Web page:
Trinity may be the loveliest of the Oxford terms. The days are growing steadily longer, the steady April showers are giving way (in theory) to colourful May flowers, and colleges have started sending out emails about delightful things like croquet, punting, and garden parties.

Before these beauties could be embraced, however, the results of our ‘vacation’ labours had first to be submitted for the no-doubt eager perusal of our examiners.

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Recovering from Easter Vacation

In our programme, Easter Vacation is just the bit that comes before the due date for our two major essays. My six weeks of “vacation” therefore went something like this:

Weeks 1 & 2: Reading and research at a somewhat leisurely pace, attempting to define exactly what my essay ought to be about.

Easter Weekend: Took a few days off. A gorgeous sunny Good Friday spent with a friend roaming through fields and villages in the Cotswalds.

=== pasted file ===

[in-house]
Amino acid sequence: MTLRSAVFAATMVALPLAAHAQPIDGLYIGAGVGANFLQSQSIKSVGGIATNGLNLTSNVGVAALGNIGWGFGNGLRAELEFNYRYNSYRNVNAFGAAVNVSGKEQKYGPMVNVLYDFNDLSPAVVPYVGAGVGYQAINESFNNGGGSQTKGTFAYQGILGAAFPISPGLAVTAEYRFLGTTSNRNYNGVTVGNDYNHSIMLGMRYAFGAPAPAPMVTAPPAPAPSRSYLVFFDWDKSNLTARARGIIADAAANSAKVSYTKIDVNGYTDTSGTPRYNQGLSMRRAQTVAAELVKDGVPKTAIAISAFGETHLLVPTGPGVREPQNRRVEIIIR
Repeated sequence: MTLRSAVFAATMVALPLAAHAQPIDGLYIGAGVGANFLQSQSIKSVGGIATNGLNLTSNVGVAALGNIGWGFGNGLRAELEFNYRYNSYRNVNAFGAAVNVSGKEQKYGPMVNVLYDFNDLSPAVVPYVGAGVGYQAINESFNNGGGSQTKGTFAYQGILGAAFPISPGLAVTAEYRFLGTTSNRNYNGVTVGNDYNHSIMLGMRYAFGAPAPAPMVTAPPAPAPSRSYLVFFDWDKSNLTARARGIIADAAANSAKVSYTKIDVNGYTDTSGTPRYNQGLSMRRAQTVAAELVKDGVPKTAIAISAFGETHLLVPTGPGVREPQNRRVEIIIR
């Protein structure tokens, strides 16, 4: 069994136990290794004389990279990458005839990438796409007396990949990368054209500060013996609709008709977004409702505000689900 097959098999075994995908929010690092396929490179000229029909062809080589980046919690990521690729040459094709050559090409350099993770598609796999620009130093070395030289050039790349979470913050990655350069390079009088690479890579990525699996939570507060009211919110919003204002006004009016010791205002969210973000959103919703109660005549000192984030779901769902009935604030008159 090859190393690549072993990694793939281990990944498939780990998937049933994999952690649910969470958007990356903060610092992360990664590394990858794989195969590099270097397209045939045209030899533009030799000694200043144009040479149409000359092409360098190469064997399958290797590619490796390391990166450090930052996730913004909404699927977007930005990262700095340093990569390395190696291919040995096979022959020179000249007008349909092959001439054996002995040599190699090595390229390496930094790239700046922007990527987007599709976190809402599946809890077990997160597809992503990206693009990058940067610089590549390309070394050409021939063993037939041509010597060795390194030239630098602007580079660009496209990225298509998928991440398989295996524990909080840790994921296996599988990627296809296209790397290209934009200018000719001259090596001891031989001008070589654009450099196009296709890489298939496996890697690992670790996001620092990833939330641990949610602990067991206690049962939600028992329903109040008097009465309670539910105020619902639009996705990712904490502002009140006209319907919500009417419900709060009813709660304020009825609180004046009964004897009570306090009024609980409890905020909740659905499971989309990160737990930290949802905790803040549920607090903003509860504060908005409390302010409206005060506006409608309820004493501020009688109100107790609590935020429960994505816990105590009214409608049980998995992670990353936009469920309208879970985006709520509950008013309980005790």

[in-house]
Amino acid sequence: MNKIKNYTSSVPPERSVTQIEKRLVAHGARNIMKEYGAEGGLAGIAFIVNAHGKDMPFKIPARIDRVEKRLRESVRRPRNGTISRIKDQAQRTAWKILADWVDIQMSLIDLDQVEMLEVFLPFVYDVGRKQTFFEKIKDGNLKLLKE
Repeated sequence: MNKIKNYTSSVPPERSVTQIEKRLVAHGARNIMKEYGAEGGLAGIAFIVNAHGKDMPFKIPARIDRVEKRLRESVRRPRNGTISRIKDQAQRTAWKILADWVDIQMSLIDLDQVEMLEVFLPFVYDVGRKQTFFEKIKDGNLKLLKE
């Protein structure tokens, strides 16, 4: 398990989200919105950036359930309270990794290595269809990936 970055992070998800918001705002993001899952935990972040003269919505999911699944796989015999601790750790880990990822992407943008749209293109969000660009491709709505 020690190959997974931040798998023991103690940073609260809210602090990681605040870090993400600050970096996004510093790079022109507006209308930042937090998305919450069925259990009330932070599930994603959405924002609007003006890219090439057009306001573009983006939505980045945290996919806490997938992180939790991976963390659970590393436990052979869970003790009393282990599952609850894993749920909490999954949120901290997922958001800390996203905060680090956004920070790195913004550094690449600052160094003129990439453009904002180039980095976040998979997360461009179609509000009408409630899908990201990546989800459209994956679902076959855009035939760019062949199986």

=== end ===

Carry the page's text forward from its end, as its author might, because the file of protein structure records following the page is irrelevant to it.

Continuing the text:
Week 3: Sick, in bed, miserable, for days. Recovered just enough to be struck down with paralyzing, gut-wrenching and very counter-productive stress, convinced my essays would never be finished in time.

Week 4: Pulled myself together, set myself a goal of 1,000 words/day, and hit the books. Forced to attempt simultaneous writing and research, with mixed results. Began to list the Radcliffe Camera as my home address.

Week 5: Reached the tipping point where the difficulty was no longer writing enough words, but rather cramming in everything under the word limit. Compressed everything into a semblance of an order and dropped off a draft in my supervisor’s pidge for comments. Intended to take a one-day holiday to recover; exhausted brain held out for three.

Week 6 (0th week): Re-attacked my other forgotten essay from Michaelmas Term which had received very thorough comments from the seminar convener during Hilary and now lay in deconstructed pieces which, like Humpty Dumpty, couldn’t be put back together again. Wrestled with the thing for days, mostly attempting every permutation of sentence and paragraph order in an attempt at a coherent argument flow. Resisted the urge to create a bonfire.

Received back my supervisor’s suggestions (unfortunately, sans any affirmative head-patting) on my second paper and attempted to incorporate with a maxed-out word limit, adding and shaving as I went along.